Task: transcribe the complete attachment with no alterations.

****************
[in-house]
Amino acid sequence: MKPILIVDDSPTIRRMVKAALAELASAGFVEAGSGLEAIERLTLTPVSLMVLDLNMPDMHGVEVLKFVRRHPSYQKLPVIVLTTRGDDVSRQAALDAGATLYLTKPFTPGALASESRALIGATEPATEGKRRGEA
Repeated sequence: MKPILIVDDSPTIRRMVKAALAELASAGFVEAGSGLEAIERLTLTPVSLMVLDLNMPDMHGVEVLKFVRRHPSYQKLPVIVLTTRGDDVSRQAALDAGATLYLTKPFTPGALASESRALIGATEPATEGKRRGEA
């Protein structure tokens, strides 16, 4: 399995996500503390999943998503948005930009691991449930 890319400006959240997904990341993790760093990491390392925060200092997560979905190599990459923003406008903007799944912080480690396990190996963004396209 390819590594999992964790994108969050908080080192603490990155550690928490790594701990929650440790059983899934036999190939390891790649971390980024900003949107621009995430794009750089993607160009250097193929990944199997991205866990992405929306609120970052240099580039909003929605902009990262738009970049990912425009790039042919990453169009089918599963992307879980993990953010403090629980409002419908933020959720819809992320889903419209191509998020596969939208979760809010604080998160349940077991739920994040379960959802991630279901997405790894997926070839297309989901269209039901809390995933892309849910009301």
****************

[in-house]
Amino acid sequence: MKPILIVDDSPTIRRMVKAALAELASAGFVEAGSGLEAIERLTLTPVSLMVLDLNMPDMHGVEVLKFVRRHPSYQKLPVIVLTTRGDDVSRQAALDAGATLYLTKPFTPGALASESRALIGATEPATEGKRRGEA
Repeated sequence: MKPILIVDDSPTIRRMVKAALAELASAGFVEAGSGLEAIERLTLTPVSLMVLDLNMPDMHGVEVLKFVRRHPSYQKLPVIVLTTRGDDVSRQAALDAGATLYLTKPFTPGALASESRALIGATEPATEGKRRGEA
């Protein structure tokens, strides 16, 4: 399995996500503390999943998503948005930009691991449930 890319400006959240997904990341993790760093990491390392925060200092997560979905190599990459923003406008903007799944912080480690396990190996963004396209 390819590594999992964790994108969050908080080192603490990155550690928490790594701990929650440790059983899934036999190939390891790649971390980024900003949107621009995430794009750089993607160009250097193929990944199997991205866990992405929306609120970052240099580039909003929605902009990262738009970049990912425009790039042919990453169009089918599963992307879980993990953010403090629980409002419908933020959720819809992320889903419209191509998020596969939208979760809010604080998160349940077991739920994040379960959802991630279901997405790894997926070839297309989901269209039901809390995933892309849910009301």